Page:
HubSpot gets a lot of pitches in our inbox every month. Even though we have specific guidelines on pitching us, most of them are duds. Maybe once in a while, we'll get a gem ... maybe. But often, we're passing on most of the pitches in our inbox.
We pass on most because we want to make everything you read worth your time. Since you -- yes you, the person reading this very post -- have taken time out of your day to visit our site, we better make sure we're giving you something that's up your alley. So that's why we'll pass on most of what comes through our inboxes.
But this last month, we got one of the best pitches I've ever seen. It was so good, I couldn't not share it with you all. Because if you're trying to grow your business, chances are you'll need to pitch someone at some point -- so get out your notepad.
Meet Bryan Harris, founder of Videofruit. You've probably already seen what came from this pitch. If you're interested in an in-depth look into how he preps to pitch people, read his post here. Basically, his method is based on Gary Vaynerchuck's Jab, Jab, Jab, Right-Hook methodology. Instead of pitching people directly, he gives value without getting anything in return. His first attempt of this methodology, he gave an iPhone app to bestselling author Jon Acuff -- for free.
"It's just like interacting with your neighbor across the street," Bryan told me. "If one day I asked her for an egg, she'd come running. It's basic human behavior. If you give someone something, they'll want to give you something back."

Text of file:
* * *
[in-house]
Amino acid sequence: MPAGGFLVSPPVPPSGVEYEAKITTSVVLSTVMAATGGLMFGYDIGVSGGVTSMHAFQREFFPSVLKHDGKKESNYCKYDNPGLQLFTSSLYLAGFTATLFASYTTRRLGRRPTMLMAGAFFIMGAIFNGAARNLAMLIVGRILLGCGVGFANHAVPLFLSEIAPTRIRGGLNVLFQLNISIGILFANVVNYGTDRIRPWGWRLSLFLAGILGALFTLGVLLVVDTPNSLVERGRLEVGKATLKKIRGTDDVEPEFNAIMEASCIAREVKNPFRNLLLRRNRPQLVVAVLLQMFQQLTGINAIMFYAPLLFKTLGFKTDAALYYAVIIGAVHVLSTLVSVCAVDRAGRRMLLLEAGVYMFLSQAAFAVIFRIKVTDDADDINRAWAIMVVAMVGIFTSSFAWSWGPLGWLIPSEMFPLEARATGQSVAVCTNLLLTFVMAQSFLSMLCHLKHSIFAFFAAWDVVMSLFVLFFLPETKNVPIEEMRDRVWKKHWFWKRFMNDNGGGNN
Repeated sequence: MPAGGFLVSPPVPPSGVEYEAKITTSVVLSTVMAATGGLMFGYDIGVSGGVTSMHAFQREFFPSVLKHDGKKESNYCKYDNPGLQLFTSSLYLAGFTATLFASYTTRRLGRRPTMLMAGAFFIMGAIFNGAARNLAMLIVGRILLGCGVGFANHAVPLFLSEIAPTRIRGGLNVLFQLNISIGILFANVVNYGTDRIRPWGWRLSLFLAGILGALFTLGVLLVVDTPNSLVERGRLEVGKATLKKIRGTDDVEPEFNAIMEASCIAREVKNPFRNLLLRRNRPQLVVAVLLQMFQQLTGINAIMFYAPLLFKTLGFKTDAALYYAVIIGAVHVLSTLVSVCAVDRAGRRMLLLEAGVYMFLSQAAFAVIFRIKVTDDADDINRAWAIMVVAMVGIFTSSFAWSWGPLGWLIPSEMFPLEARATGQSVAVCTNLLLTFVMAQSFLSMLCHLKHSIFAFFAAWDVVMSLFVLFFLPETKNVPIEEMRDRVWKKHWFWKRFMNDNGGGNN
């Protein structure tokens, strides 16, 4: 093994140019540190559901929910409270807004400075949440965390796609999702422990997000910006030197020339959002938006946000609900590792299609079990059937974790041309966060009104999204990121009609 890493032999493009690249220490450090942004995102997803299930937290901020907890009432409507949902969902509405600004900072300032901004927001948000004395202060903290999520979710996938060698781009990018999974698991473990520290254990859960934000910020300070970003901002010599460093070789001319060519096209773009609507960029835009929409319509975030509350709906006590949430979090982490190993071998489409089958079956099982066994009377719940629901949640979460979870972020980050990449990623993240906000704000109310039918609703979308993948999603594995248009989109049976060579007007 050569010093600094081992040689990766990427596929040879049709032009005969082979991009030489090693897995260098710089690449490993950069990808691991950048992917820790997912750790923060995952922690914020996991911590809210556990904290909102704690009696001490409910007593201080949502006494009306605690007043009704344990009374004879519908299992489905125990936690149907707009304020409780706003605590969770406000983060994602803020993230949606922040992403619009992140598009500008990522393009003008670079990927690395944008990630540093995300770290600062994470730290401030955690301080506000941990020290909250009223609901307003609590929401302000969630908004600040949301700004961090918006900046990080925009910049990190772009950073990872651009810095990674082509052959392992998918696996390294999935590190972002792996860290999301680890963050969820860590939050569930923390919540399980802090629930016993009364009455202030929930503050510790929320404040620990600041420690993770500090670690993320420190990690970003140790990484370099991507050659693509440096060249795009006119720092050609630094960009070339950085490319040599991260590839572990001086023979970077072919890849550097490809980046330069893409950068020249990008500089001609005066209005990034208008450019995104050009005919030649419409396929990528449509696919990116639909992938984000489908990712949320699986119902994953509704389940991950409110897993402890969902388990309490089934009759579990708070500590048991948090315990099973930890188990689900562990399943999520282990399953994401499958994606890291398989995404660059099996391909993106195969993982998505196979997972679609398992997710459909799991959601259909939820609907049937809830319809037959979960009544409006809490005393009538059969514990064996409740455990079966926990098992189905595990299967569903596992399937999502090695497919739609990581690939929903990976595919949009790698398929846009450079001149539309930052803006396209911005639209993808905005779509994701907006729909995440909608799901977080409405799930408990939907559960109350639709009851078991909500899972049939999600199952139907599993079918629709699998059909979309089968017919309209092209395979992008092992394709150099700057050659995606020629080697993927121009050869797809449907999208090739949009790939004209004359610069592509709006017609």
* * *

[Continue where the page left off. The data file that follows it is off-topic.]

Now, I'm the neighbor here to tell you the other side of the story. I'm here to tell you why his "pitch" was just so engaging and convincing. We can't guarantee every pitch will work, but following Bryan's lead will give you a much better chance of being noticed (in a good way).
How Bryan Hooked Me
This is the email Bryan sent me:
Just a few lines of text. Nothing too apparent from the get-go that would indicate this pitch was amazing and wonderful. But if you look closer, you'll see why it hit the nail on the head. Here's why Bryan's pitch got my attention.
He wasn't a stranger.
Sure, we had never met or talked before, but Bryan wasn't a stranger. He had been reading and interacting with HubSpot content for almost two years. How do I know? I'm a creep, and I looked up his contact record in HubSpot. I could see he wasn't some random stranger out to get backlinks. He knew us as well as anyone can without actually meeting -- and that knowledge transferred into the rest of the following bullet points.
He knew our tone.
Because he wasn't a stranger, he knew how we write on the blog. We're conversational. We're casual. We try to be fun (or at least punny). We're definitely not a buttoned-up jargon factory.
So Bryan mirrored our tone. There's no fluff. No pitch red flags like "keyword rich" or "original content." Nada. Just a normal, conversational tone that makes us know that there's a real human behind the other end of the screen -- not some SEO robot.
He knew our peers.